Empagliflozin beneficial and well tolerated in acute heart failure

Christina Lau
06 Dec 2021
Empagliflozin beneficial and well tolerated in acute heart failure

Empagliflozin provides a significant clinical benefit within 90 days and shows no safety concerns in patients hospitalized for acute heart failure (HF), according to results of the EMPULSE trial reported at the American Heart Association (AHA) Scientific Sessions 2021.

In the trial, patients hospitalized with a primary diagnosis of acute HF (de novo or decompensated chronic HF), regardless of left ventricular ejection fraction (LVEF) or diabetes status, were randomized between ≥24 hours and ≤5 days after admission and stabilization to receive empagliflozin 10 mg (n=265; median age, 71 years; female, 32.5 percent) or placebo (n=265; median age, 70 years; female, 35.1 percent) for 90 days. [Voors AA, et al, AHA 2021]

The primary endpoint of clinical benefit, defined as a composite of death, number of HF events (ie, hospitalizations for HF [HHFs], urgent HF visits, and unplanned outpatient visits), time to first HF event, and change from baseline in Kansas City Cardiomyopathy Questionnaire Total Symptom Score (KCCQ-TSS) after 90 days of treatment, was 36 percent more likely with empagliflozin vs placebo (53.9 percent vs 39.7 percent; stratified win ratio, 1.36; 95 percent confidence interval [CI], 1.09 to 1.68; p=0.0054).

“Empagliflozin’s effect on the primary endpoint was consistent across subgroups, including in patients with de novo or decompensated chronic HF, those with or without diabetes, and those with baseline LVEF ≤40 percent or >40 percent,” reported lead author Professor Adriaan Voors of the University Medical Centre Groningen in Groningen, the Netherlands.

Empagliflozin-treated patients also had greater improvements in symptoms, as measured by the secondary endpoint of change in KCCQ-TSS score at day 90 (placebo-adjusted mean difference, +4.5 points; 95 percent CI, 0.3 to 8.6; p=0.0347).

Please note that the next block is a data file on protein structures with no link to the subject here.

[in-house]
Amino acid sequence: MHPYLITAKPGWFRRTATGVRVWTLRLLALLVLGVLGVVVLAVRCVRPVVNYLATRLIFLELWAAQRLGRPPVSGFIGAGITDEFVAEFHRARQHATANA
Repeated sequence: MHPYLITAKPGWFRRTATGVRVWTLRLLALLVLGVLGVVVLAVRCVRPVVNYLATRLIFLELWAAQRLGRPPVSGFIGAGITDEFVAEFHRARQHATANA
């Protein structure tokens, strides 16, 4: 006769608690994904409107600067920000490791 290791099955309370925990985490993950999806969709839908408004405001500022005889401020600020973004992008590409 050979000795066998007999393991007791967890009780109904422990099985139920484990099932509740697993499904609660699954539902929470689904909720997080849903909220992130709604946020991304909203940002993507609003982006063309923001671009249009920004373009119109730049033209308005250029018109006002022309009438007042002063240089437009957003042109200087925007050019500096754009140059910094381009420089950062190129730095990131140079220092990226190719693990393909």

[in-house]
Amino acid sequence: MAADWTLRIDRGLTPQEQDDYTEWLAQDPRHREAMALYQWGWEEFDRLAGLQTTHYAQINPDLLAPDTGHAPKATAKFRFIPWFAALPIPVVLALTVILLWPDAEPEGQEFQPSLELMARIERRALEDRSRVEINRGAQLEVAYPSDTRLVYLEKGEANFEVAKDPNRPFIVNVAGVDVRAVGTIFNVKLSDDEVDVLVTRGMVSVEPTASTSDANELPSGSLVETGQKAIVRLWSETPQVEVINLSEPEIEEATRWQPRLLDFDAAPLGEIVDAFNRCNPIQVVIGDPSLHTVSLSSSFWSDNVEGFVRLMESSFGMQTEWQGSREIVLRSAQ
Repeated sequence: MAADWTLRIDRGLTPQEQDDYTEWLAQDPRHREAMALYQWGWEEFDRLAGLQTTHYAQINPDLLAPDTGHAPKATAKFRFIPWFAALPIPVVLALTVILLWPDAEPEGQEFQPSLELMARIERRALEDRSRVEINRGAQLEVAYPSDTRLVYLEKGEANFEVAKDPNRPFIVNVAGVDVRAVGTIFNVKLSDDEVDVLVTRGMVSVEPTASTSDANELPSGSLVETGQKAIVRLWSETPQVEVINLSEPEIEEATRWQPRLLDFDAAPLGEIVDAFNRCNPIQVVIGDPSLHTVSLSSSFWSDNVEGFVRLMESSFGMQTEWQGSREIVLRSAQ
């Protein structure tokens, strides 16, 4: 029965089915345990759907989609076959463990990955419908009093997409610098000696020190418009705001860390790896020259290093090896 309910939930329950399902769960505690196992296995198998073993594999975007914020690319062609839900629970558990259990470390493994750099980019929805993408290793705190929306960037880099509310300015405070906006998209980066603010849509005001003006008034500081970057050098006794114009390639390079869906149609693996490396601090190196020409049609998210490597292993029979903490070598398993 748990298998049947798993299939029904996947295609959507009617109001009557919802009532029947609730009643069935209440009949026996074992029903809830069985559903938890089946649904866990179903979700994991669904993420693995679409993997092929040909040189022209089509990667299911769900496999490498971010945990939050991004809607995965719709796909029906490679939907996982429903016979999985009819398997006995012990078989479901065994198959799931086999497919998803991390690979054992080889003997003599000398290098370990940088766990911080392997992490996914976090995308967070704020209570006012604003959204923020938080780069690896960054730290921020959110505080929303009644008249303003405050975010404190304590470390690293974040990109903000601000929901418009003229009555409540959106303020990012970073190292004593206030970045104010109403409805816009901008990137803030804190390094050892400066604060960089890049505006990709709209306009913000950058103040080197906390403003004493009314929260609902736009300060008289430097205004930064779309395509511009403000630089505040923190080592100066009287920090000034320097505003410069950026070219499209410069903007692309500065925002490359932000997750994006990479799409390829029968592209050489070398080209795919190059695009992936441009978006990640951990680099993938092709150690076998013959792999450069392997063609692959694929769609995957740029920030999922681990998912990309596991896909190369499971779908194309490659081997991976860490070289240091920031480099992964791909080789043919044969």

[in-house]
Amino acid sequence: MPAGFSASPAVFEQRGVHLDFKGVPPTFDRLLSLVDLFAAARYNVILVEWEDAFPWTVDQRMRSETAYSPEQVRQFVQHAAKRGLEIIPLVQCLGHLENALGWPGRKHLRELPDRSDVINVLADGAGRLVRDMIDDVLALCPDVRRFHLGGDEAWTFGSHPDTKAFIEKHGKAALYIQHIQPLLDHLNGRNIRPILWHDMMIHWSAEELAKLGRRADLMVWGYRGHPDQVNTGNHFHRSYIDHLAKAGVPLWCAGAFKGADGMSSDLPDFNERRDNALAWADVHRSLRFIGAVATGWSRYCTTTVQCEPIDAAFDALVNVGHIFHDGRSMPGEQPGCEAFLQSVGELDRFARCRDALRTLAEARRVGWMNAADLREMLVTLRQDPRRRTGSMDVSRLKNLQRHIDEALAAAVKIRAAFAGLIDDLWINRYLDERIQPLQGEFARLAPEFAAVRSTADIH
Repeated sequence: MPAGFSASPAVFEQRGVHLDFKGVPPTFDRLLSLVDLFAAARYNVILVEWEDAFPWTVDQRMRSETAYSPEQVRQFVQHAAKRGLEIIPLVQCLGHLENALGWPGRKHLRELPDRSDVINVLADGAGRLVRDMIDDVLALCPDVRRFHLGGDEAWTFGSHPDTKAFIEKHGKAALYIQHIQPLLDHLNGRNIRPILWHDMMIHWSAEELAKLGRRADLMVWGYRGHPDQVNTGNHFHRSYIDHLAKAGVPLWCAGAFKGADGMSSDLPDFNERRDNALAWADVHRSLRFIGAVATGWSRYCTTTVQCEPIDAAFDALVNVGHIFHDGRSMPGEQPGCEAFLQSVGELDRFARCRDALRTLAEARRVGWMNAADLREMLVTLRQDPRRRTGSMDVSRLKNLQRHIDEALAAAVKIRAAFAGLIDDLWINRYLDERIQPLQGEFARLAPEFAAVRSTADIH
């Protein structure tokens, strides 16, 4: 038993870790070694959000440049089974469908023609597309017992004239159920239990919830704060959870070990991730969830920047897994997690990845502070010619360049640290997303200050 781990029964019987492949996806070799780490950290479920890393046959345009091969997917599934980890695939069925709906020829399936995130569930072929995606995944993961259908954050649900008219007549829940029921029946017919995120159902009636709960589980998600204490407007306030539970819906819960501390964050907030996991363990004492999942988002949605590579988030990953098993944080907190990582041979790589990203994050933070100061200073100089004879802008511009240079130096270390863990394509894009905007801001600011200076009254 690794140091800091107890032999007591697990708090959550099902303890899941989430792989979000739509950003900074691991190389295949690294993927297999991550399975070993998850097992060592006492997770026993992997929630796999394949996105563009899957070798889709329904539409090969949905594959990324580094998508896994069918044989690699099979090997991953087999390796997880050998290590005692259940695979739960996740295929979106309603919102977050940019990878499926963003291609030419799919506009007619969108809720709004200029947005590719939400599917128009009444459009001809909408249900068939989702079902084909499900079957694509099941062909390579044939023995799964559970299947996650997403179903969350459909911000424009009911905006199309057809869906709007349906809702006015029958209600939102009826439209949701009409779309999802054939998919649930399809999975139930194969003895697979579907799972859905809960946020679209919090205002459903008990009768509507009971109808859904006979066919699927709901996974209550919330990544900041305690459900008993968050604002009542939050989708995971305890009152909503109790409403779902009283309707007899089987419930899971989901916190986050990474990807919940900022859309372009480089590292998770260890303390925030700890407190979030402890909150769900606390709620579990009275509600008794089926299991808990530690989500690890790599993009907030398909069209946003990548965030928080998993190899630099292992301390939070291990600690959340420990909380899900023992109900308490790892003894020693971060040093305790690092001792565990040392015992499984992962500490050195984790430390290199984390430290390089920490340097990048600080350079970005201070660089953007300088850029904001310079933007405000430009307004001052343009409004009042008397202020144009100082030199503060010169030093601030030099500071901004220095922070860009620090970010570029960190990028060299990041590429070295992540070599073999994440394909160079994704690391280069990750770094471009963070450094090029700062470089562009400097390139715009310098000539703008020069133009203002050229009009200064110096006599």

In addition, all-cause death or first HF event was reduced by 35 percent with empagliflozin vs placebo (hazard ratio [HR], 0.65; 95 percent CI, 0.43 to 0.99; p=0.0423). Cardiovascular death or first HF event showed a 31 percent reduction (HR, 0.69; 95 percent CI, 0.45 to 1.08; p=0.1021), which did not reach statistical significance.

Patients in the empagliflozin group also had greater reduction in body weight vs those in the placebo group (placebo-adjusted mean difference at day 90, -1.5 kg; 95 percent CI, -2.8 to -0.3; p=0.0137).

“Empagliflozin demonstrated a very benign safety profile, with no safety concerns, in this very vulnerable and sick population of patients hospitalized for acute HF,” said Voors.

Adverse events (AEs) and serious AEs were reported in 70 percent vs 77.3 percent and 32.3 percent vs 43.6 percent of patients in the empagliflozin vs placebo group, respectively. Acute renal failure was reported in 7.7 percent vs 12.1 percent of the patients, while genital infection occurred in 1.2 percent vs 0.4 percent.

“Rates of volume depletion [12.7 percent vs 10.2 percent], hypotension [10.4 percent vs 10.2 percent], and confirmed hypoglycaemia [1.9 percent vs 1.5 percent] were similar between the empagliflozin and placebo groups,” said Voors. “Importantly, no cases of ketoacidosis were reported.”

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